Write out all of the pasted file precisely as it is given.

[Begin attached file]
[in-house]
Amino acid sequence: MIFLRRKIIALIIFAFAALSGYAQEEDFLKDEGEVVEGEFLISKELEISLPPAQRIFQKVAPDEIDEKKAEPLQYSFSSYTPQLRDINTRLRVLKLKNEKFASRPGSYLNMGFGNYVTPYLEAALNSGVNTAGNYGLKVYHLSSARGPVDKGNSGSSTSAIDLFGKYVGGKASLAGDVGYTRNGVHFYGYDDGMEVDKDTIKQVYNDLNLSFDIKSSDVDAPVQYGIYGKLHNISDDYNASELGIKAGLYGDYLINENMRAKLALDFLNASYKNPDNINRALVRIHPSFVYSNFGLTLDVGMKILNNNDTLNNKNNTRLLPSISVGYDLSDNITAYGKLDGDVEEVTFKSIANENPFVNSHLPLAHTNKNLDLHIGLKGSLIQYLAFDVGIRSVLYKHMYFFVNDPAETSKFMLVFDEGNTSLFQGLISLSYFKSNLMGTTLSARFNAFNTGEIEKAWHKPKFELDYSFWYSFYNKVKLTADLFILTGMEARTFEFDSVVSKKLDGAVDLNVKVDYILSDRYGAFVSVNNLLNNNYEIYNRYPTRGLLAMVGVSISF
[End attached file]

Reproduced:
[in-house]
Amino acid sequence: MIFLRRKIIALIIFAFAALSGYAQEEDFLKDEGEVVEGEFLISKELEISLPPAQRIFQKVAPDEIDEKKAEPLQYSFSSYTPQLRDINTRLRVLKLKNEKFASRPGSYLNMGFGNYVTPYLEAALNSGVNTAGNYGLKVYHLSSARGPVDKGNSGSSTSAIDLFGKYVGGKASLAGDVGYTRNGVHFYGYDDGMEVDKDTIKQVYNDLNLSFDIKSSDVDAPVQYGIYGKLHNISDDYNASELGIKAGLYGDYLINENMRAKLALDFLNASYKNPDNINRALVRIHPSFVYSNFGLTLDVGMKILNNNDTLNNKNNTRLLPSISVGYDLSDNITAYGKLDGDVEEVTFKSIANENPFVNSHLPLAHTNKNLDLHIGLKGSLIQYLAFDVGIRSVLYKHMYFFVNDPAETSKFMLVFDEGNTSLFQGLISLSYFKSNLMGTTLSARFNAFNTGEIEKAWHKPKFELDYSFWYSFYNKVKLTADLFILTGMEARTFEFDSVVSKKLDGAVDLNVKVDYILSDRYGAFVSVNNLLNNNYEIYNRYPTRGLLAMVGVSISF